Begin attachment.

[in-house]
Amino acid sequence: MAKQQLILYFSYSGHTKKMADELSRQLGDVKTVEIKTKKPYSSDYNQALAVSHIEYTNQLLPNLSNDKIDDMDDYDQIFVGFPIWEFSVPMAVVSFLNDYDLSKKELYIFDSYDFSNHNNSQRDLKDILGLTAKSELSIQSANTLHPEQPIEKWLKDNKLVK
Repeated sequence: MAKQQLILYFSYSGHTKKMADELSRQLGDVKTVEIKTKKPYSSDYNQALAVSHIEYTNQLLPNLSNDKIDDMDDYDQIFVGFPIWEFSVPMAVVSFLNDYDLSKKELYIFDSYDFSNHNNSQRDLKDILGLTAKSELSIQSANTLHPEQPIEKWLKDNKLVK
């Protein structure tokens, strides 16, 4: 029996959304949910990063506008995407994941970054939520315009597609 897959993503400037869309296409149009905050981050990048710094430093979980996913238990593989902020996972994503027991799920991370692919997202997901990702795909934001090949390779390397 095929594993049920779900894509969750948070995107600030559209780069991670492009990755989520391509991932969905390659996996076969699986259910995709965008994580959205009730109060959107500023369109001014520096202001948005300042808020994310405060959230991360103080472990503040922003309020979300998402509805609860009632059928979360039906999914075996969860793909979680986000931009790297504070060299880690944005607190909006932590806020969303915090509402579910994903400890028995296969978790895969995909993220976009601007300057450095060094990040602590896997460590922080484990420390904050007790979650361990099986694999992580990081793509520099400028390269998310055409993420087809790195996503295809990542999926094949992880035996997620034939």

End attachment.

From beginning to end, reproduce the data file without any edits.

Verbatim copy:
[in-house]
Amino acid sequence: MAKQQLILYFSYSGHTKKMADELSRQLGDVKTVEIKTKKPYSSDYNQALAVSHIEYTNQLLPNLSNDKIDDMDDYDQIFVGFPIWEFSVPMAVVSFLNDYDLSKKELYIFDSYDFSNHNNSQRDLKDILGLTAKSELSIQSANTLHPEQPIEKWLKDNKLVK
Repeated sequence: MAKQQLILYFSYSGHTKKMADELSRQLGDVKTVEIKTKKPYSSDYNQALAVSHIEYTNQLLPNLSNDKIDDMDDYDQIFVGFPIWEFSVPMAVVSFLNDYDLSKKELYIFDSYDFSNHNNSQRDLKDILGLTAKSELSIQSANTLHPEQPIEKWLKDNKLVK
């Protein structure tokens, strides 16, 4: 029996959304949910990063506008995407994941970054939520315009597609 897959993503400037869309296409149009905050981050990048710094430093979980996913238990593989902020996972994503027991799920991370692919997202997901990702795909934001090949390779390397 095929594993049920779900894509969750948070995107600030559209780069991670492009990755989520391509991932969905390659996996076969699986259910995709965008994580959205009730109060959107500023369109001014520096202001948005300042808020994310405060959230991360103080472990503040922003309020979300998402509805609860009632059928979360039906999914075996969860793909979680986000931009790297504070060299880690944005607190909006932590806020969303915090509402579910994903400890028995296969978790895969995909993220976009601007300057450095060094990040602590896997460590922080484990420390904050007790979650361990099986694999992580990081793509520099400028390269998310055409993420087809790195996503295809990542999926094949992880035996997620034939």